Amazed at What Comes Next
“Well then,” Jesus said, “give to Caesar what belongs to Caesar, and give to God what belongs to God.” His reply completely amazed them. – Mark 12:17
I love reading the Bible, do you? Have you noticed that in New Testament stories of Jesus, it happens frequently that the story ends with amazement? Have you also realized that very often those same stories that end in amazement begin with something almost boringly expected?
Consider this story in Mark 12 – it begins with Jesus’ foe King Herod and his cronies trying to find a reason to arrest him. The plot goes like this: they hem-and-haw around to design a question that they believe has only one right answer and whole lot of “now-we-have-a-reason-to-arrest-him” answers. But instead of playing into this unbudging binary, Jesus speaks the heart of God’s truth. And (spoiler alert) – people often find that God’s truth is amazing.
So in this story, (after buttering him up more than Grandma’s Thanksgiving turkey) Herod’s henchmen try to trap him with this question: “Is it right to pay taxes to Caesar or not? (Mark 12:14) Herod’s mafia assumed that Jesus – the so-called King of the Jews – would be anti-government like the most zealous of them. They also knew that if he wanted to usurp authority as king (they assumed he did), taxation would be the worst political platform to stand on. They expected him to say something like, “Don’t give anything to Caesar, keep it all to yourself!” and that if he did, that’d be enough to take him to the Romans to be killed for public disturbance.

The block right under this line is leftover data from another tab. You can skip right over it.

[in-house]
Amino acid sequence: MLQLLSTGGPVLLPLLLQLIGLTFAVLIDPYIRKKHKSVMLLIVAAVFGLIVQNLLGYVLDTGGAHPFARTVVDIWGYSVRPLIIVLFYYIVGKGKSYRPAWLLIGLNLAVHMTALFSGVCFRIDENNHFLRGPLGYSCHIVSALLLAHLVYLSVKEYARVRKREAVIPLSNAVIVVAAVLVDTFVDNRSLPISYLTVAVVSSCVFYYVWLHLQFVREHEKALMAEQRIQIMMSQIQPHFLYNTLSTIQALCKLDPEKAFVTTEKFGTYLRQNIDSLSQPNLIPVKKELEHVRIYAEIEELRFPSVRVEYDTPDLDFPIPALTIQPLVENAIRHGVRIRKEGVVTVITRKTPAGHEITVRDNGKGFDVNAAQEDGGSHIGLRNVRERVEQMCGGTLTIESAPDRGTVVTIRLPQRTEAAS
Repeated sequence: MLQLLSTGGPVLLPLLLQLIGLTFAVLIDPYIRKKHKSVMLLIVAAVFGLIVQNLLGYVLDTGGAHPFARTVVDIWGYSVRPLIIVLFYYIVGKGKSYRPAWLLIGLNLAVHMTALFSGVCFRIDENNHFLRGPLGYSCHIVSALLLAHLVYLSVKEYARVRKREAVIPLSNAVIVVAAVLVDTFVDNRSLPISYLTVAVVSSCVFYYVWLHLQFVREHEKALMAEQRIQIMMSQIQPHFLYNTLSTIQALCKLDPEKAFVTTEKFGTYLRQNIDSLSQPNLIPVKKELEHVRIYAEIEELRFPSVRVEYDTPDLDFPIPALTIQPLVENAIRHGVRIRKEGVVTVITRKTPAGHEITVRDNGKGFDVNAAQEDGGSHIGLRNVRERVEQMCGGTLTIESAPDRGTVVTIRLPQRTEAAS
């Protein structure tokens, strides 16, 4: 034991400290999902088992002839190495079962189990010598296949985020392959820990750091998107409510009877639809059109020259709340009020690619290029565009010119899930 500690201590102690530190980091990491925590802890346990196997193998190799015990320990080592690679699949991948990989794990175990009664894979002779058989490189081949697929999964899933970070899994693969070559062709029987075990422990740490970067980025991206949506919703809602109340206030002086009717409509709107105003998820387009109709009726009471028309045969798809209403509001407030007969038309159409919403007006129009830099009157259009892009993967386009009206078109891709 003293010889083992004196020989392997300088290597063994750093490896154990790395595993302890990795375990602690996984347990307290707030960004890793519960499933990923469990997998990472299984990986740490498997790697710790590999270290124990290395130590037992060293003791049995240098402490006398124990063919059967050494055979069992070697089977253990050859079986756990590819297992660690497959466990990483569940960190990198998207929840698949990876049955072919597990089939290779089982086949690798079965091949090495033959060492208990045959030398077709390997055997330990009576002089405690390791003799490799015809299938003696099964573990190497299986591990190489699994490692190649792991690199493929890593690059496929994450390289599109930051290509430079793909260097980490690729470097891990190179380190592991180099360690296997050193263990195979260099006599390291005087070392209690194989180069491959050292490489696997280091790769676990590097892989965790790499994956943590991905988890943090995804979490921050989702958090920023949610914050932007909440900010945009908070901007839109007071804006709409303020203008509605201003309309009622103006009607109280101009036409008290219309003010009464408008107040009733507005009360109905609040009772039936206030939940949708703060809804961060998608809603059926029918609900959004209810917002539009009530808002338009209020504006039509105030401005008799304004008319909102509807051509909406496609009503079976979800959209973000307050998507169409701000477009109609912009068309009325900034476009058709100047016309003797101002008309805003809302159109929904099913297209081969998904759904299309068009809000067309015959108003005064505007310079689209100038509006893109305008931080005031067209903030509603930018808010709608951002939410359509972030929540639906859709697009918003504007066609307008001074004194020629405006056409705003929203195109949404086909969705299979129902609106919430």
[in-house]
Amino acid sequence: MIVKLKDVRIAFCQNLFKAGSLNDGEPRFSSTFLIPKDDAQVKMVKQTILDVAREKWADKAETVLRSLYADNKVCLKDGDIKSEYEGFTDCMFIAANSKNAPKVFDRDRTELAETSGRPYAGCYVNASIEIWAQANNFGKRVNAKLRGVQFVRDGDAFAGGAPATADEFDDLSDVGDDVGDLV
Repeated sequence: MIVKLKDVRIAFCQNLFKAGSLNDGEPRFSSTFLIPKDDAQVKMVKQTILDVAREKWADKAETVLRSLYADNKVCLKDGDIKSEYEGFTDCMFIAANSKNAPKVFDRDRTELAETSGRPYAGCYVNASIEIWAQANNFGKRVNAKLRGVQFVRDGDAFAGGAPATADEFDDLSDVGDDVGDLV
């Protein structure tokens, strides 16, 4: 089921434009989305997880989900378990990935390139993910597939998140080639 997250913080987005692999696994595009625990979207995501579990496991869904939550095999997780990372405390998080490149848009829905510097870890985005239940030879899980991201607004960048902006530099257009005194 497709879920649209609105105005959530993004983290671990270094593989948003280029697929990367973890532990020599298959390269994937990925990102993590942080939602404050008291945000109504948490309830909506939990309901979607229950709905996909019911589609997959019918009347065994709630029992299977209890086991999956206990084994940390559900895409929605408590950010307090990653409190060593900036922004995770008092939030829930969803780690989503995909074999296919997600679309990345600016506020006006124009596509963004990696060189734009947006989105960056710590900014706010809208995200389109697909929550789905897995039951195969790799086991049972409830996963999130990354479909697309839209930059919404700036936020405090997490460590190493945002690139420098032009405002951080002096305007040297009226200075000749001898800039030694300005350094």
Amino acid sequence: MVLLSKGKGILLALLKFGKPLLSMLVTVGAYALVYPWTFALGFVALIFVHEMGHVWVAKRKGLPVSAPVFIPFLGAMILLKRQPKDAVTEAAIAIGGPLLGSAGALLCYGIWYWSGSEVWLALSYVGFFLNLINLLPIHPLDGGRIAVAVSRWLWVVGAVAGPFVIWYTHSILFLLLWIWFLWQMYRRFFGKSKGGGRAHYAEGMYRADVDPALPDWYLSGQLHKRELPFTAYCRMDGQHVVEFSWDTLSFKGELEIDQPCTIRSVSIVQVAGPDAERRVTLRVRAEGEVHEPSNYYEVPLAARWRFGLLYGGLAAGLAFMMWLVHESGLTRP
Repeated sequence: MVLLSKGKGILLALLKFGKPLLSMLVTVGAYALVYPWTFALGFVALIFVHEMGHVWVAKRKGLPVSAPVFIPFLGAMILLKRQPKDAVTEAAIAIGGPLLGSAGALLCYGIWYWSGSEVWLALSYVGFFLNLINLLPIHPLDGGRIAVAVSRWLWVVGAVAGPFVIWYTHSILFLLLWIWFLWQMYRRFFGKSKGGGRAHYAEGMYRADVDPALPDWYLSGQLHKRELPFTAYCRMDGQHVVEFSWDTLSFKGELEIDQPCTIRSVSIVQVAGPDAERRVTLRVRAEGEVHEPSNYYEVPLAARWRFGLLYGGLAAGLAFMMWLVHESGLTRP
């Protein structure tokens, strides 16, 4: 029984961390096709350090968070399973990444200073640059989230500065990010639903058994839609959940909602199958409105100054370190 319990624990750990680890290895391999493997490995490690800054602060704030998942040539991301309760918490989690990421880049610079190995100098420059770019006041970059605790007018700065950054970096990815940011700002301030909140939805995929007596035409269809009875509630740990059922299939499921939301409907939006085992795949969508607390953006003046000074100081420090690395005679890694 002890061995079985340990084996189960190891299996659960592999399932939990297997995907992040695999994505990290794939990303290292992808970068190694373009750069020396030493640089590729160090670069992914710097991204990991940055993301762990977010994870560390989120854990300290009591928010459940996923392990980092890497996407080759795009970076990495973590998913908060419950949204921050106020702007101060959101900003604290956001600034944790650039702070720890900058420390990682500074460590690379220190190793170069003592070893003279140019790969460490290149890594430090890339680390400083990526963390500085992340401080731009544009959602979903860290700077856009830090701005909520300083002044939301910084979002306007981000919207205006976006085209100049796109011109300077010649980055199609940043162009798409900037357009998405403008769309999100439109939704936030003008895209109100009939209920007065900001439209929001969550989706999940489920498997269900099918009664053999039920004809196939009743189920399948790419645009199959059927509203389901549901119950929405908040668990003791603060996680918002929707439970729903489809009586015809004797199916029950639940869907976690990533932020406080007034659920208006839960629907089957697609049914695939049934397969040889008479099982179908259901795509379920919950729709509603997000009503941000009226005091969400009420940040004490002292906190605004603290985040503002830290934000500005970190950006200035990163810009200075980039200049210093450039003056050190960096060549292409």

Jesus of course sees straight through this boring “gotcha” argument, and decides to trap the trappers instead. In Jewish Palestine at the time, they circulated copper coins that were devoid of the impressed god-like image of Caesar because anti-government Jews naturally found such a claim disdainful. So these devout Jews coming to trap Jesus would be good-‘ol-boys who only had these image-free copper coins, right?
Wrong! Jesus asked them for a silver denarius, knowing it would be imprinted with the image of Caesar. And in a brainless moment that would have embarrassed Larry, Moe, and Curly Joe, they actually produced it for him, proving that their self-righteous attitude was nothing more than hypocrisy. I imagine there was a nice awkward silence, then Jesus spoke: “Well then… give to Caesar what belongs to Caesar, and give to God what belongs to God.” His reply completely amazed them. (Mark 12:17) The message: the economy of God’s kingdom doesn’t run on copper and silver. It runs on love worked out through selfless sacrifice (Jesus would soon give the Kingdom of God it’s greatest economic development ever).
Jesus’ response took the story from the world’s expectation to God’s truth. From “keep it all yourself” to “I don’t need it anyways.” From boredom to amazement.
There are many “Caesars” in your life. Could be work, family, a hobby, Facebook, and yes paying taxes (it is guaranteed in life, after all). Render to them only what is theirs. But don’t dare render to them what is God’s. No ounce of incense goes to Caesar. No worship. No hope for a savior. No first fruits. What is God’s is God’s and His only. After all, the greatest commandment is to love God first and Jesus teaches us to seek first the kingdom of God. Give God what is God’s, and you’ll find yourself completely amazed at what comes next.